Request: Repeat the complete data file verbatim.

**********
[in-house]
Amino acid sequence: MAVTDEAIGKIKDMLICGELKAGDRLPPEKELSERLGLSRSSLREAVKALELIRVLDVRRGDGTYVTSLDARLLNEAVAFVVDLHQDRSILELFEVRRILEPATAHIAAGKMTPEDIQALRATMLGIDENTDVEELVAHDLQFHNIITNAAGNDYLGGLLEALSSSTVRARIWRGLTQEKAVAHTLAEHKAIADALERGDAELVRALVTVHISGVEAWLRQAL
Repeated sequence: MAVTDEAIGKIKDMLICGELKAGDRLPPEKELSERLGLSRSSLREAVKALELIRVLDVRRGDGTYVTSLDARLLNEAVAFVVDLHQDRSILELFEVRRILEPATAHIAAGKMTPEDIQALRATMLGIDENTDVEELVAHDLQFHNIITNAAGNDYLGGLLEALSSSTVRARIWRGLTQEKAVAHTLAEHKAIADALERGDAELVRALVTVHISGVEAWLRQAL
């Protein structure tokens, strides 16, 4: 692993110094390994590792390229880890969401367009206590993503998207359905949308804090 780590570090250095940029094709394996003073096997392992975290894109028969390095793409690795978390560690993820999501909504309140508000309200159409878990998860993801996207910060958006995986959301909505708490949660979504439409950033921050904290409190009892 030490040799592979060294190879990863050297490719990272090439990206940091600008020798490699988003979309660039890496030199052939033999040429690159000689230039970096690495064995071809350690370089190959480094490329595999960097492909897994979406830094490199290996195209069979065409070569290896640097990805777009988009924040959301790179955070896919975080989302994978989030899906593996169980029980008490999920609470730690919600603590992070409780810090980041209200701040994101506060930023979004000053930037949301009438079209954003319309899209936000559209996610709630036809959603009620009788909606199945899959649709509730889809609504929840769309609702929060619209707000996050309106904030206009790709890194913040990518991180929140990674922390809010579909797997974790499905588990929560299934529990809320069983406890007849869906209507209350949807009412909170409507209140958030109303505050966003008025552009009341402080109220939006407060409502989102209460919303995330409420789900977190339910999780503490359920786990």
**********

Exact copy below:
[in-house]
Amino acid sequence: MAVTDEAIGKIKDMLICGELKAGDRLPPEKELSERLGLSRSSLREAVKALELIRVLDVRRGDGTYVTSLDARLLNEAVAFVVDLHQDRSILELFEVRRILEPATAHIAAGKMTPEDIQALRATMLGIDENTDVEELVAHDLQFHNIITNAAGNDYLGGLLEALSSSTVRARIWRGLTQEKAVAHTLAEHKAIADALERGDAELVRALVTVHISGVEAWLRQAL
Repeated sequence: MAVTDEAIGKIKDMLICGELKAGDRLPPEKELSERLGLSRSSLREAVKALELIRVLDVRRGDGTYVTSLDARLLNEAVAFVVDLHQDRSILELFEVRRILEPATAHIAAGKMTPEDIQALRATMLGIDENTDVEELVAHDLQFHNIITNAAGNDYLGGLLEALSSSTVRARIWRGLTQEKAVAHTLAEHKAIADALERGDAELVRALVTVHISGVEAWLRQAL
């Protein structure tokens, strides 16, 4: 692993110094390994590792390229880890969401367009206590993503998207359905949308804090 780590570090250095940029094709394996003073096997392992975290894109028969390095793409690795978390560690993820999501909504309140508000309200159409878990998860993801996207910060958006995986959301909505708490949660979504439409950033921050904290409190009892 030490040799592979060294190879990863050297490719990272090439990206940091600008020798490699988003979309660039890496030199052939033999040429690159000689230039970096690495064995071809350690370089190959480094490329595999960097492909897994979406830094490199290996195209069979065409070569290896640097990805777009988009924040959301790179955070896919975080989302994978989030899906593996169980029980008490999920609470730690919600603590992070409780810090980041209200701040994101506060930023979004000053930037949301009438079209954003319309899209936000559209996610709630036809959603009620009788909606199945899959649709509730889809609504929840769309609702929060619209707000996050309106904030206009790709890194913040990518991180929140990674922390809010579909797997974790499905588990929560299934529990809320069983406890007849869906209507209350949807009412909170409507209140958030109303505050966003008025552009009341402080109220939006407060409502989102209460919303995330409420789900977190339910999780503490359920786990």